August 11, 2023

City of Hoboken announces 800 Monroe Resiliency Park survey

Mayor Ravi S. Bhalla and the City of Hoboken today launched an online survey to gather public feedback on two draft concepts for the City’s fourth resiliency park at 800 Monroe St. The draft concepts include tennis courts, pickleball courts, dog runs, passive lawn space, native gardens, a spray area, and more.  

Public input collected from the survey will inform the final design concept for the park which will be presented to the public this fall. To take the online survey, go to The survey will close on Sept. 1. at 6 p.m.  

“Few cities have any resiliency parks, this will be our fourth to combat flooding that regularly impacts residents of West Hoboken,” said Mayor Bhalla. “I thank the residents who have provided valuable input into the latest designs, which will be incorporated into the park’s amenities.”

The park at 800 Monroe St. will utilize up to $15 million in community benefit payments from the 930 Monroe St. redevelopment to offset a large portion of the construction and design costs.  

While a community pool was contemplated during the initial concept design iterations, it was determined that the 800 Monroe St. project site was not suitable for a pool after further analysis by project engineers. Due to existing site conditions, locating a pool at this site would require elevating it above the adjacent sidewalk grade and constructing extensive subsurface support systems to manage the weight of the pool. The addition of these design constraints, among others, would significantly reduce the future park’s stormwater detention capacity and significantly increase the cost of construction. Instead, the City is moving forward with the creation of a public pool as a part of the Multi-Service Center redesign project. To learn more about the Multi-Service Center Revitalization project and the proposed pool, go to

The two latest draft design approaches for the 800 Monroe Resiliency Park, Meandering Trails and Linear Trails, further refine an initial draft concept presented during an April community meeting as “Concept 1: A Hybrid Approach, With Tennis and Pickleball Courts” based on public feedback.  

The Meandering Trails and Linear Trails designs both incorporate the same features but differ in their approach to the park’s layout and circulation. The designs each contain various amenities including tennis and pickleball courts, separate dog runs for small and large dogs, experiential gardens, stepped seating, interactive water features, a passive lawn space, and shade canopy structures.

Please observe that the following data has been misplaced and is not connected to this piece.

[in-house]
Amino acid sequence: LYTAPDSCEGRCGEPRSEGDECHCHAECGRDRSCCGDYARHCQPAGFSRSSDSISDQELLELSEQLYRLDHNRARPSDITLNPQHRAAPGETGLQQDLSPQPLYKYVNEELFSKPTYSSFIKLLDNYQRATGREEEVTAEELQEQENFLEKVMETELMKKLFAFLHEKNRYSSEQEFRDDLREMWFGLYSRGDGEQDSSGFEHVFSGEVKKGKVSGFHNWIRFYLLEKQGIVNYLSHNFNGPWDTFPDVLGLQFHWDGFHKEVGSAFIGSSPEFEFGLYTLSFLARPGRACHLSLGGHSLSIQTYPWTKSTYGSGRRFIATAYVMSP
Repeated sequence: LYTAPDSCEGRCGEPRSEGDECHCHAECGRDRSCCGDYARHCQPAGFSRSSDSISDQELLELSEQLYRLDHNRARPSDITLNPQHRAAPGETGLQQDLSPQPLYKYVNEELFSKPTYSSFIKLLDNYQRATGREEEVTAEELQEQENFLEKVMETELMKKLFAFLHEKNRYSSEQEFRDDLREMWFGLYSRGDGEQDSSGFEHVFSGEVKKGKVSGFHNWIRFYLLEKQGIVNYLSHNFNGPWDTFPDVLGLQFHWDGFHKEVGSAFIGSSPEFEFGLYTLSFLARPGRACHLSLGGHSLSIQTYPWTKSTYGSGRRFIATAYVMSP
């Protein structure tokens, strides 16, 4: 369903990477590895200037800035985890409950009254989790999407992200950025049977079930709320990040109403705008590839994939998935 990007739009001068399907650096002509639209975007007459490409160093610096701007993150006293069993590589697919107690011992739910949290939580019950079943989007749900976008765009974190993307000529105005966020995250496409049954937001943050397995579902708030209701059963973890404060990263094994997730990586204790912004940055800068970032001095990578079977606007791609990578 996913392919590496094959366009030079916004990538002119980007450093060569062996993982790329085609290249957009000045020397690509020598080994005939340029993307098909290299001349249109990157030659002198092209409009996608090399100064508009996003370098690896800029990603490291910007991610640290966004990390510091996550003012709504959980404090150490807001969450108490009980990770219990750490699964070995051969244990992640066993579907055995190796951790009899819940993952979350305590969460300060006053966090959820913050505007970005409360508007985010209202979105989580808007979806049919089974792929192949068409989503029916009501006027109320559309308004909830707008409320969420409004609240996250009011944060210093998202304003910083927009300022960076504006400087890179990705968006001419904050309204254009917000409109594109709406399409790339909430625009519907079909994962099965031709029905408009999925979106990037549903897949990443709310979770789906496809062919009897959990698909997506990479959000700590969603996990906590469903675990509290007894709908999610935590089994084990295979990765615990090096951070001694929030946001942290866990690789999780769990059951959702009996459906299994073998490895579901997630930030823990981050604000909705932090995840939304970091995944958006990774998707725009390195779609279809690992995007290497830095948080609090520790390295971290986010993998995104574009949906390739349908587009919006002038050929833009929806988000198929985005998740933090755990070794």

The Meandering Trails Approach locates the three tennis courts and six pickleball courts in the southern half of the park adjacent to Eighth Street between Jackson Street and Monroe Street. Two dog runs would abut the courts to the north followed by a sloped passive lawn space. An entry plaza with stepped seating and interactive water features would be along Jackson Street north of the courts and an experiential garden on the northeastern portion of the lot along Monroe Street. The park’s features would be connected by a series of curved pathways that create meandering walking routes and establish greater separation between each park use. A curved cloud-like shade canopy that could support vertical plant growth would provide partial coverage over many of the park’s walkways and plazas.  

The Linear Trails Approach locates the three tennis courts and six pickleball courts to the northern half of the property with plantings and a flat passive lawn space to the south. The large and small dog runs would run parallel to Jackson Street on the southern end of the park. The entry plaza with stepped seating and interactive water feature would be located on Eighth Street and the experiential garden would be located on Monroe Street. The park’s features would be connected by a series of linear pathways that create quick and efficient travel routes and clearer sightlines between each park use. A geometric shade canopy that could similarly support vertical plant growth would provide partial coverage over select portions of the park’s walkways.  

The proposed design approaches incorporate sound mitigation measures to minimize noise impacts to nearby residences that may be caused by the park’s activities, such as tennis and pickleball.  

Following Hoboken City Council approval of the final concept design for 800 Monroe Resiliency Park, the City’s project team will conduct an engineering study to determine the park’s stormwater detention capacity.  

Currently, the City’s three resiliency parks – ResilienCity Park, Southwest Resiliency Park, and the 7th & Jackson Resiliency Park – can detain up to 3 million gallons of stormwater during heavy rain events. The parks combined with the North Hudson Sewerage Authority’s flood pumps have prevented approximately 88 percent of potential flooding events from 2016 to 2023.

For more information on 800 Monroe Resiliency Park and to view the presentation on the two concept designs, go to